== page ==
Warming climate / ozone thinning //
A rolling stone keeps rolling //

How will our grandchildren fare

in this beloved homeland? (20)

Must something / always be destroyed
for the new to be born? (68)

Most important of all / is life//
But even that / isn’t always so important (76)

(translated by Beatrice Lewin-Dumin, Aino Paasonen)

Conclusion

Every human society yearns for intimacy on personal, communal and transcendent level. The traditional world-view of the Sámi as reflected on the membrane of their drums, places the Sun and the Cosmos in the center of rela-tional evaluations of human beings. Sámi narratives carry much information about this crucial paradigmatic difference to „civilized” cultures.The reflection on such ties refines the outsider’s and insider’s sense and responsibility of place and home, allowing for a more complex dialogue of intimacy to grow and deepen. These intimate processes foster inner transformations and provide encounters and confrontations with the Other and otherness.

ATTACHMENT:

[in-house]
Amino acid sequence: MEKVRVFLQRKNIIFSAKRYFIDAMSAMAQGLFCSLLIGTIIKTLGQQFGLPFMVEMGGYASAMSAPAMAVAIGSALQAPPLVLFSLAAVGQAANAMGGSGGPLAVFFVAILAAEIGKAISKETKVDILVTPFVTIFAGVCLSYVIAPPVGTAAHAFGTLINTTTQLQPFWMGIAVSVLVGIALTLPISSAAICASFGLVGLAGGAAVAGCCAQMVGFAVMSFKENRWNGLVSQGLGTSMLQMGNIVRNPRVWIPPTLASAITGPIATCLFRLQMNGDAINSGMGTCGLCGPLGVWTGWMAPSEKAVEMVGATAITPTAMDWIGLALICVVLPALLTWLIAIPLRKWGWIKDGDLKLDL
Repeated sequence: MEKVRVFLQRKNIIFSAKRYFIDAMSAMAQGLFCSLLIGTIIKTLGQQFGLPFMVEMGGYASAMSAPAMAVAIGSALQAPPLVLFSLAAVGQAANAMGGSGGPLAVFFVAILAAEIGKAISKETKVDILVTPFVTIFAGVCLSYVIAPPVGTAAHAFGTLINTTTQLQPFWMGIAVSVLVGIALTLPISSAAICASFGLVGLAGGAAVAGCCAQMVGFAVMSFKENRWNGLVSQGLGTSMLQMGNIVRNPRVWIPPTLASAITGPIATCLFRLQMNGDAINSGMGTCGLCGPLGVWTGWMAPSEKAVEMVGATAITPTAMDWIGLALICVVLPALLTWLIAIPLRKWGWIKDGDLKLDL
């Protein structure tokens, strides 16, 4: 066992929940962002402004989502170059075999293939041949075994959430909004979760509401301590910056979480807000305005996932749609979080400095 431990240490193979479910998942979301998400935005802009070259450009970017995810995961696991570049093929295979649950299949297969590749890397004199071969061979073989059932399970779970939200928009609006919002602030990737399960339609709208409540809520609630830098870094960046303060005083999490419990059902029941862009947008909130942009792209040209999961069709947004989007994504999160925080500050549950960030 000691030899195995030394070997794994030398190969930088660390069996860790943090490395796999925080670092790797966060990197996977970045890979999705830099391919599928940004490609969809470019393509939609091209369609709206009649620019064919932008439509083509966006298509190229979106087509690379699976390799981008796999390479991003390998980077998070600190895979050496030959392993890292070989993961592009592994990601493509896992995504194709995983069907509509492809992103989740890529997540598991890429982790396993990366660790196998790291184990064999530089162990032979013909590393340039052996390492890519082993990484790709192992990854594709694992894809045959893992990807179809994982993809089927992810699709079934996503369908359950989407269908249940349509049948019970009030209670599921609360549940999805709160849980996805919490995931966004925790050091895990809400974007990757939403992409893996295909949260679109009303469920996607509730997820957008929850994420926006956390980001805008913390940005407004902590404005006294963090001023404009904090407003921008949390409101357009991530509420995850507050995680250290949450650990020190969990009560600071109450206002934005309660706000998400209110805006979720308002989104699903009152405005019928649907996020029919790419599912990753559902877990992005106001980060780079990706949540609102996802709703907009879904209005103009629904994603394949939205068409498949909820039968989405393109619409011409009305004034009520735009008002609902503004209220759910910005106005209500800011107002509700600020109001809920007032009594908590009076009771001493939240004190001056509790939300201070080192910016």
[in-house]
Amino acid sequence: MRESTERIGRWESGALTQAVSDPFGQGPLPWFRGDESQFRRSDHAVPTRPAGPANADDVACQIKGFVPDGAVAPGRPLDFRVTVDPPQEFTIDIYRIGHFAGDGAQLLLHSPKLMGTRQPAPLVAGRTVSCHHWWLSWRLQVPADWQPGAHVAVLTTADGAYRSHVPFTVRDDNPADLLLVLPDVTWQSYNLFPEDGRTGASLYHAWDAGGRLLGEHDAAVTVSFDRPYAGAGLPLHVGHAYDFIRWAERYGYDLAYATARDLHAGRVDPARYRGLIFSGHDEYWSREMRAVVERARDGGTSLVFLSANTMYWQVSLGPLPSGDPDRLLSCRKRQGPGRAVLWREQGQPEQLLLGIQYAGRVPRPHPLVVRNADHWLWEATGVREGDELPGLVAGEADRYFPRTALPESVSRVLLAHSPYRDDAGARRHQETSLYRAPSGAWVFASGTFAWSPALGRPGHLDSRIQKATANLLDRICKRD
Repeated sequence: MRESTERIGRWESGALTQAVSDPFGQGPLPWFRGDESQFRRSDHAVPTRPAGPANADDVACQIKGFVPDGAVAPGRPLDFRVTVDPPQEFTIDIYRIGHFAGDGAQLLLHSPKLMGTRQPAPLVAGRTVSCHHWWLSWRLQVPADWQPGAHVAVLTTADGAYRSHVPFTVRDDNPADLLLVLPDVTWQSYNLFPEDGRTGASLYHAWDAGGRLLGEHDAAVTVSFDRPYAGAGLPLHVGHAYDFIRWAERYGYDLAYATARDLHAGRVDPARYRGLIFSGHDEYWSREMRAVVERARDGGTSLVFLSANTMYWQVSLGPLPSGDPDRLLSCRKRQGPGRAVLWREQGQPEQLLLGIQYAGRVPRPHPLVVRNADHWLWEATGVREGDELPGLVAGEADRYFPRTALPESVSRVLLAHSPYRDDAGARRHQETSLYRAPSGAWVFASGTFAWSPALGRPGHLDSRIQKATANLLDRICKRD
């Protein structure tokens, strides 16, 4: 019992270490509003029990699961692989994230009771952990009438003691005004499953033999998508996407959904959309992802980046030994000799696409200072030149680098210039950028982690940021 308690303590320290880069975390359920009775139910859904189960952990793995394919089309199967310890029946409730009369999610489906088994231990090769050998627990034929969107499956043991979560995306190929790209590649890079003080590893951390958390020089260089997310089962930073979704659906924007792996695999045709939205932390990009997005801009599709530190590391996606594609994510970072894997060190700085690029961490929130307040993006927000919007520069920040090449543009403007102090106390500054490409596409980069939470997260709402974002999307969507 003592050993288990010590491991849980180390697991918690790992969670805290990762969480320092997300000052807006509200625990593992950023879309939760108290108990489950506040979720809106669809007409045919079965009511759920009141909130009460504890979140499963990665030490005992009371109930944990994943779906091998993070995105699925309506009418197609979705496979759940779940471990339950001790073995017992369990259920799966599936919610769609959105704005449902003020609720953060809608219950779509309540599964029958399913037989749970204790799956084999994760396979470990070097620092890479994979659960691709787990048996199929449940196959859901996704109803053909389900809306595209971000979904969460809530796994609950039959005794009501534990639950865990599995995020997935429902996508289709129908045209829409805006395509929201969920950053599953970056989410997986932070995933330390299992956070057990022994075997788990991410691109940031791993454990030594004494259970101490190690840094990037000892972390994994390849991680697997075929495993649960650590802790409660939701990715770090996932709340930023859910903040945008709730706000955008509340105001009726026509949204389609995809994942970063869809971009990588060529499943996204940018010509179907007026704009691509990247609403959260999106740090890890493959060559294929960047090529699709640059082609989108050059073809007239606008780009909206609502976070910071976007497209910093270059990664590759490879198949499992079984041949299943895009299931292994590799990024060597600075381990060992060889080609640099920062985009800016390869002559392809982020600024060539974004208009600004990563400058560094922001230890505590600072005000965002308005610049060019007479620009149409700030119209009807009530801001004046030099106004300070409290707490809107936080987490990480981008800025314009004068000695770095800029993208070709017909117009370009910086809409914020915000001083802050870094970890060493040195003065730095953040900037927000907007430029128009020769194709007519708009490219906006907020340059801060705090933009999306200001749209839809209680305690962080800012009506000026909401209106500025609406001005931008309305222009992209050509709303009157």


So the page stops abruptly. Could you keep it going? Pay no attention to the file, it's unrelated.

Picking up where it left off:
Johanna Domokos is a literary scholar and a multilingual author. Her research field is the multicultural developments in the Nordic literary fields (esp. Sami and Finish). Her recent booksare: “Sami cultural and intercultural conjunctions” (2011, Specimina Fennica 16), and “Multilinugalism and multiculturalism in the Finno-Ugric Literatures” (2011, FUSA8, ed. together with Johanna Laakso). Presently she is affiliated to Dep. of Linguistic and Literary Studies, University Bielefeld.